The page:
Every morning I leave the dock I have a plan. Most days Plan A works out, others I might need to explore Plan B. The best days are when I can turn the engine off, start poling and never turn the key until it's time to go in. Then there are days like today when I go through the whole damn alphabet and wear the starter out. To be honest, I knew the plan was a crapshoot given the conditions. It was a bright full moon, dead calm after several days of high winds and almost no tide movement until later in the day. It's also duck season, better known as airboat season when every shallow water redfish needs anxiety meds.

First stop was a grassy shoreline where I'd been finding some roaming schools. The recent wind had pushed tons of bait into this area and they had taken up residence in the flooded spartina grass. The firm bottom with plentiful seagrass had managed to hold clear enough for sight-casting. Right off the bat we were seeing reds and it looked like my doubts were wrong. That is, until we tried to feed them a fly. No dice. Fish after fish either snubbed the offering or fled the second presentation. It was hard to leave given the numbers of fish but, you can only beat your head against the wall so many times before you must admit it just isn't going to work.

The next spot I wanted to try was a series of small marshy back lakes where I'd found scattered singles recently. I knew the water would be a bit murkier due to all the wind so I wanted to give the sun a little time to get higher for better visibility. To kill a bit of time, we looked at the edges of some guts and drains leading to the lakes. Nope, no fish there.

On to the lakes. The fish were there, unfortunately the water was a lot more messed up than I had figured. Tough to get a good shot when you can't see the fish until they're scooting from under the bow. We pressed on for a bit and got a handful of shots at suspicious swirls and wakes. One of those turned into a healthy eat, but the surprise of an actual bite on such a slow morning led to a slightly delayed hookset. Oh well, it at least inspired a little optimism. That bite probably kept us in there longer than it should have. Again, hard to leave fish to go find more fish but if the situation is such that you can't catch them then it really doesn't matter how many are in there. Had we been throwing conventional gear I think we might've mustered a decent tally while blind casting. That's not what my guy signed on for so it was time to try something else.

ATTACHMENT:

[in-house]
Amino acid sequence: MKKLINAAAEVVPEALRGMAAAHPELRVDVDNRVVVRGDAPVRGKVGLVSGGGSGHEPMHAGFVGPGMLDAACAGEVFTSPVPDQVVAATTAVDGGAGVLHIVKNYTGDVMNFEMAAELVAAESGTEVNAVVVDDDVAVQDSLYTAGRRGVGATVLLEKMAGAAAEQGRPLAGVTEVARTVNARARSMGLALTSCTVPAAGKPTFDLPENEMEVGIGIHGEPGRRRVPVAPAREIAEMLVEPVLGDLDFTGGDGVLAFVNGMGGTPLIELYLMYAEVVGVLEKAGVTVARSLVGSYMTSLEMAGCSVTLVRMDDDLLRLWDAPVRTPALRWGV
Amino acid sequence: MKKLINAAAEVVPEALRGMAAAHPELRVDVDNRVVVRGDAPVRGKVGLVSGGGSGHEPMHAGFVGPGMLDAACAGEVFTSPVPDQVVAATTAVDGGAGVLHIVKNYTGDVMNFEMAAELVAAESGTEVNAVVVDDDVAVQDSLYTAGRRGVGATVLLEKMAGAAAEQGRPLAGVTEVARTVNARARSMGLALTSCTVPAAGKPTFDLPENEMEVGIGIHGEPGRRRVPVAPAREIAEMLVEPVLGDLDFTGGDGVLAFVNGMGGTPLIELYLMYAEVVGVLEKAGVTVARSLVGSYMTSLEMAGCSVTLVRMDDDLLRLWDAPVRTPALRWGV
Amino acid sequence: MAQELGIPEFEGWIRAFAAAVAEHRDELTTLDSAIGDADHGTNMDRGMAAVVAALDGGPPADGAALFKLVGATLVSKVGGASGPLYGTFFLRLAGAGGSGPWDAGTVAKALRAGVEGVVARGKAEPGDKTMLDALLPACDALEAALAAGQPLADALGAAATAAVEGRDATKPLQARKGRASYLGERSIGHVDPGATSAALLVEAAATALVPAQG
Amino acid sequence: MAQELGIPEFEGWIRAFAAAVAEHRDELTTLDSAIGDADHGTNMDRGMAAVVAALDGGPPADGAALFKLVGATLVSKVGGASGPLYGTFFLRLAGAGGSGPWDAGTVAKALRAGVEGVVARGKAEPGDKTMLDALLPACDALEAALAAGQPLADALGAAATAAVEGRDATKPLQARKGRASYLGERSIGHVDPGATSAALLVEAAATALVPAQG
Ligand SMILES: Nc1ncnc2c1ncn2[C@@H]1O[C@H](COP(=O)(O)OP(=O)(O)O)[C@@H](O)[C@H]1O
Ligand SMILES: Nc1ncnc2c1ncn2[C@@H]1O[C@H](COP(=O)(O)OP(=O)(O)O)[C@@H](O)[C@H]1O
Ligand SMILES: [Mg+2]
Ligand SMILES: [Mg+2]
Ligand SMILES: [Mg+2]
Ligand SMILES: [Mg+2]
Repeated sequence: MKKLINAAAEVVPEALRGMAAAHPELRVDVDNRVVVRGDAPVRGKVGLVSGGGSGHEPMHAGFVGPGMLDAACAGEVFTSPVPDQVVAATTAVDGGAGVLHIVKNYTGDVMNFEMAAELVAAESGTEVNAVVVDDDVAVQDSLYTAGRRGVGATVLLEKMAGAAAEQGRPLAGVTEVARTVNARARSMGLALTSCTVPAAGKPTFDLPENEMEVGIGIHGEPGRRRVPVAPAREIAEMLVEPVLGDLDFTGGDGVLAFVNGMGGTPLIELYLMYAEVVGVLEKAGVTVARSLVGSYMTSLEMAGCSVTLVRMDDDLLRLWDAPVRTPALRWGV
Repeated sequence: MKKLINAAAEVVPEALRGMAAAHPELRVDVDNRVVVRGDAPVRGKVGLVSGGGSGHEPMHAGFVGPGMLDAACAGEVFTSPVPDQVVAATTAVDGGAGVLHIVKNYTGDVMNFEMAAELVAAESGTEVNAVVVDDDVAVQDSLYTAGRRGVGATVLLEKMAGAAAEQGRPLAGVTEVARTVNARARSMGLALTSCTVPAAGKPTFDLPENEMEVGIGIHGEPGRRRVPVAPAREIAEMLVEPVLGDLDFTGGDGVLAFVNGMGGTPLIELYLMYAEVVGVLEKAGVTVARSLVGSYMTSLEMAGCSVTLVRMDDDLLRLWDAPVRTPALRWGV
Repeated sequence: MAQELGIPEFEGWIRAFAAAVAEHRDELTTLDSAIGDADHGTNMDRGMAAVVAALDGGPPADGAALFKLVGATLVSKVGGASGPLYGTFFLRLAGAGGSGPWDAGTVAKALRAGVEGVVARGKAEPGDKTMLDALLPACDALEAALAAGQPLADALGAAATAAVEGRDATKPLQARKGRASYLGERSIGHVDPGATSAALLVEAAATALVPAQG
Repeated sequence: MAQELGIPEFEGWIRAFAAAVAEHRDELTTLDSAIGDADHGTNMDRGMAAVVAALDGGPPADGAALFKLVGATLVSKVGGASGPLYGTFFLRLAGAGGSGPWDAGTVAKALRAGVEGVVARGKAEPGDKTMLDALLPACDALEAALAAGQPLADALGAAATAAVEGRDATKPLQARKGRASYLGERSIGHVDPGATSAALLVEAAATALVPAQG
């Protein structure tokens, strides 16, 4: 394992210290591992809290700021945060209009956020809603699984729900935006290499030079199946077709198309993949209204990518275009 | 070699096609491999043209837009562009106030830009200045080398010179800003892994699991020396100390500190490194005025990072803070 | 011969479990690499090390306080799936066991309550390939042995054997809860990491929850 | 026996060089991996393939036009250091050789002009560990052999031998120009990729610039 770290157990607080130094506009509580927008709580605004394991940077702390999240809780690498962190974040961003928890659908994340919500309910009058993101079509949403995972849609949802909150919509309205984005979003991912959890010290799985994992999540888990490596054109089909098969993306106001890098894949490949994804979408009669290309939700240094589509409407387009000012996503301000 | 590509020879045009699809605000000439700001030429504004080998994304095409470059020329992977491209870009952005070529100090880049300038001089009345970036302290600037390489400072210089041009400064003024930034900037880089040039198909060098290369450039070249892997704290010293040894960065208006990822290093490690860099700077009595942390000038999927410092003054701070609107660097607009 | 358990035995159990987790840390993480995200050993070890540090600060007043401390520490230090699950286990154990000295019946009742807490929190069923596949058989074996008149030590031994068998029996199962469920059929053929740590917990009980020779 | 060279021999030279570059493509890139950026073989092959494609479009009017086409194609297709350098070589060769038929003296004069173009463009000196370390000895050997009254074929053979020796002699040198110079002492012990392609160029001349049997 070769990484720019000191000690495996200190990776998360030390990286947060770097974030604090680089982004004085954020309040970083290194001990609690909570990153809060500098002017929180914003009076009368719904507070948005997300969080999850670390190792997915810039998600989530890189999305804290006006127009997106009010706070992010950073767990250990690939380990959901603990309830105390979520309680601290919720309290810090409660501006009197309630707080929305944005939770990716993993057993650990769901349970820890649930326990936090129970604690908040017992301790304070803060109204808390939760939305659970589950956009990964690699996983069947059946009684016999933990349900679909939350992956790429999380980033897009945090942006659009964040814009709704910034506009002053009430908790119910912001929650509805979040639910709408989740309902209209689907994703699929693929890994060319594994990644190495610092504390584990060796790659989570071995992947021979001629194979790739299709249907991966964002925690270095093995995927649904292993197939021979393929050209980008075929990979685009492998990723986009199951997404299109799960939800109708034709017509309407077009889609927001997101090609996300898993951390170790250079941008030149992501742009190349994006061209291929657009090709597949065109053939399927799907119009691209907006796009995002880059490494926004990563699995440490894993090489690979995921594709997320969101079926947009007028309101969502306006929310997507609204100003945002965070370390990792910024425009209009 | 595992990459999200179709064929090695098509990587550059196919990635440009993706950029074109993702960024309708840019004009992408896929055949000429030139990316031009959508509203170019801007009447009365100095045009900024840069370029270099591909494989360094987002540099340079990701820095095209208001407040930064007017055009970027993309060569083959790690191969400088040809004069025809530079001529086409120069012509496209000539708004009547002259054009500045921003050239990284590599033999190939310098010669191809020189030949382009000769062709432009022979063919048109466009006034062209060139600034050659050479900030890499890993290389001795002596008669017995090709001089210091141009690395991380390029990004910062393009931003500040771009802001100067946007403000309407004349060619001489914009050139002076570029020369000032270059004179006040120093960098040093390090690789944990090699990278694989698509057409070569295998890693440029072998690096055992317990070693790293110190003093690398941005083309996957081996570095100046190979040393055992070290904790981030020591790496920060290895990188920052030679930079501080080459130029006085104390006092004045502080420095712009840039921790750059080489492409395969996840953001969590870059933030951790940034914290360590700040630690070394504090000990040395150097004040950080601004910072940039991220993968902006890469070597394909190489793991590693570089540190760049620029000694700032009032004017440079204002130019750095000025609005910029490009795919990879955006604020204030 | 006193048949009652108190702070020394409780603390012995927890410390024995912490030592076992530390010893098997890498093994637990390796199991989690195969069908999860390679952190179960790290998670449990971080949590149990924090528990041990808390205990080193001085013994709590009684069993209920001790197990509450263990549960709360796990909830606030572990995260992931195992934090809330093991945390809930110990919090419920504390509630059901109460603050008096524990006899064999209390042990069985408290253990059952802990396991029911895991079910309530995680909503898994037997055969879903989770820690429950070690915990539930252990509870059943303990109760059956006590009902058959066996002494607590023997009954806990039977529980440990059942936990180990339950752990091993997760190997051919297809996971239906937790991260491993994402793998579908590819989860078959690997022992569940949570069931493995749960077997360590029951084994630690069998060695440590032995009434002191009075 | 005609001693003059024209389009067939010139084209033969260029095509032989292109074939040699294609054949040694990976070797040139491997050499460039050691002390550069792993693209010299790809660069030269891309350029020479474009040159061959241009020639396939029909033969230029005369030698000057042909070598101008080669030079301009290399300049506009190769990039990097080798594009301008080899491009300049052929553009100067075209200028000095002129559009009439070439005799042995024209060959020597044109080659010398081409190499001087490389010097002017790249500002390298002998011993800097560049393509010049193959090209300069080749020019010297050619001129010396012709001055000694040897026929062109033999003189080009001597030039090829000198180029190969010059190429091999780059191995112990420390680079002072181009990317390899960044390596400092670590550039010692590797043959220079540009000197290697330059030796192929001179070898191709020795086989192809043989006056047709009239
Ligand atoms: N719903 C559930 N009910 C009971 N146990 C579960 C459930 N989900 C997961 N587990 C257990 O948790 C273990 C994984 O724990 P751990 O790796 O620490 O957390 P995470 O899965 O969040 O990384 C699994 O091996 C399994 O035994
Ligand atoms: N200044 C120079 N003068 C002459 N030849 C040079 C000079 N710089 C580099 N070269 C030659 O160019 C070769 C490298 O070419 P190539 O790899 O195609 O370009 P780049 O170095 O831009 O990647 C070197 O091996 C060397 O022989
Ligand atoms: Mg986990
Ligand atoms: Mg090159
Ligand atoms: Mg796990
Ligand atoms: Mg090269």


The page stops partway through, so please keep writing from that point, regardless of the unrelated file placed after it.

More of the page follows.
On a hunch, I headed for a long shoreline that had been protected from the north wind. The bottom was hard sand with scattered grass. As I had hoped, the water was crystal clear. With the dead calm conditions and bright overhead sunlight, we could see fish at quite a distance. My customer can toss a fly further than average so my hope was we could get something in front of them before they got the idea we were there. The good news was there being some really big redfish scattered around the flat. The bad news was we couldn't get anywhere near them. It got to the point we were joking that they could tell when we were looking at them.

Lucky for me, this is one of my more regular customers who truly does just enjoy time on the water. He's fished his whole life and understands that there are days when it just isn't working. He also appreciates how hard I was working to try and make it happen for him. These fish really had me puzzled. They were obviously up on that flat feeding; we could see them chasing bait. But no matter how quietly I eased toward them they'd spook like we were popping caps at them.

The answer came buzzing along. An airboat riding ten feet off the shoreline. There was absolutely no reason for it. The open bay was slick as glass. He came all the way up to me from behind, swung out a way to go around and then went right back to the shoreline not a hundred yard past me sending redfish wakes in every direction. Somehow my customer sensed my unhappiness and suggested we take a break.

After I'd relaxed and cleared my mind of the things I'd like to say to the airboat driver, it was back to work. I've got some tiny lakes off this flat that go overlooked by most folks and aren't on the airboat runway. Maybe some of those spooked reds had found refuge in there. Bingo. Feeding fish in the saltgrass. There weren't many, but we at least broke the ice and got to grip-n-grin a few. The downside to that little plan was just that, it was little. Didn't take long to work them over.

Well if those guys were eating maybe my thigh deep mud hole would work. This spot is off the beaten path and due to the muck bottom it stays dirty most of the time. The reds love this place, but unless they're active and feeding you'd never know they're in there. Counting on some tailing fish I made the run. Three hundred yards of hard poling, no dice. Dammit.

We were way past quitting time but I was determined and he didn't have to catch his flight until the next day. We had time for one more shot before the sun got too low to see fish. I had three hundred yards of poling back out to think about it. The first shoreline of the day had held the most fish. They hadn't been super spooky, just not willing to eat. Now that the wind had picked up just enough to ripple the surface and we had seen feeding activity with some other fish, it might just work out better this time around.

I won
't lie and say we slayed 'em, we didn't. But what did happen was we finished the day getting legitimate shots at feeding fish and got to watch them eat a few flies. Success isn't always measured in numbers, sometimes it is found in the satisfaction of sticking to it and figuring it out.